On paper, the names Zandra Rhodes and Valentino do not immediately appear analogous: the former, a punk pioneer who champions liberal self-expression, the latter, a fashion house renowned for the intricate refinement of its Italian ateliers. But, as Valentino creative director Pierpaolo Piccioli explains, Rhodes’ seismic contribution to the 70s wave of British design reverberated across the continent, and is now resonating with his vision for the house. “With Zandra, punk is the key word of course,” Piccioli says, “but what I like about ‘punkness’ is its compulsive necessity for freedom, the subversive attitude versus the status quo.”
And such freedom was the defining quality of his inaugural solo collection for Valentino, where diaphanous silhouettes and fluid femininity were printed with Rhodes’ surreal reinterpretation of Hieronymus Bosch’s The Garden of Earthly Delights. The unison was exceptionally impactful – and its execution remarkable: intarsia pieces were woven with Rhodes’ whimsical designs on a warping machine designed by Leonardo da Vinci (only one fabric manufacturer, Tessitura Luigi Bevilacqua in Venice, still owns such technology), thus completing the collection’s graceful oscillation through formerly isolated eras. “For me, everything is about emotion,” Piccioli says. “Emotion is the only way to connect the path.”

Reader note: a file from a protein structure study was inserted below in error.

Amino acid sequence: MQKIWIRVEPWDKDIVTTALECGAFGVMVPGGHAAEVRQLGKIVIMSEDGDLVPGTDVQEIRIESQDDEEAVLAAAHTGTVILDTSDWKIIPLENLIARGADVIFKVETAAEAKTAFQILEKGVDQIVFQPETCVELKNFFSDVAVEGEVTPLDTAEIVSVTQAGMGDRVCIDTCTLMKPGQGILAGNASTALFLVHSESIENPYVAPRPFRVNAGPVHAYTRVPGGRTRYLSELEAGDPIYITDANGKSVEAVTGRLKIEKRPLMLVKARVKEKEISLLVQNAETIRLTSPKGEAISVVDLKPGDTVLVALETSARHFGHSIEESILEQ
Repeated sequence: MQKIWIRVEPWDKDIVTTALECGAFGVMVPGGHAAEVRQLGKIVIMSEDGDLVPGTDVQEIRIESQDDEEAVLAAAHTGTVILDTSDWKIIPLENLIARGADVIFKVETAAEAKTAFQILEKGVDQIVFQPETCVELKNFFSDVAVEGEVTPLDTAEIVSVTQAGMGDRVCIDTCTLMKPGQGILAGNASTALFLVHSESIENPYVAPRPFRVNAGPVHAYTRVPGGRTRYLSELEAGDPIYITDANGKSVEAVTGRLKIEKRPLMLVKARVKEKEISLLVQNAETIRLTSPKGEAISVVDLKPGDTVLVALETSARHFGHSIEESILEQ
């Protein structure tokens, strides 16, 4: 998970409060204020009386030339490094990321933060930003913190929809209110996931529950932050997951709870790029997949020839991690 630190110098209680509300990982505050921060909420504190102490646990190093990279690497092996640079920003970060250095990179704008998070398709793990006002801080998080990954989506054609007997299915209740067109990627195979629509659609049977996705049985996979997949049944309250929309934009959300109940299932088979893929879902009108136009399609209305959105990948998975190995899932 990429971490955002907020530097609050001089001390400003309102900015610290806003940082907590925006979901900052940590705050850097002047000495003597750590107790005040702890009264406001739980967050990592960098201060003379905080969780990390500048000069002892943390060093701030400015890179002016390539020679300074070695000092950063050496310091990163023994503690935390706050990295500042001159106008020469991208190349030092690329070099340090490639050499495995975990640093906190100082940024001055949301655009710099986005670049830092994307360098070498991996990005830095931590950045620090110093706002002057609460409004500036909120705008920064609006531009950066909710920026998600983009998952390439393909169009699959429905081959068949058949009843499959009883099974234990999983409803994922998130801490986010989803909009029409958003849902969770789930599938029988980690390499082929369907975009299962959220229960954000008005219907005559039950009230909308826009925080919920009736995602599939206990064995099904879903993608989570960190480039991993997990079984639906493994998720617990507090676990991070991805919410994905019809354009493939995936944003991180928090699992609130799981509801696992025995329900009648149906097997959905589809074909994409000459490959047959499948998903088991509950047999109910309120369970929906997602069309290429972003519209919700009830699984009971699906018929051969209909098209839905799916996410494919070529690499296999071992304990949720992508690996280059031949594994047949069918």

This article originally appeared in AnOther Magazine S/S17.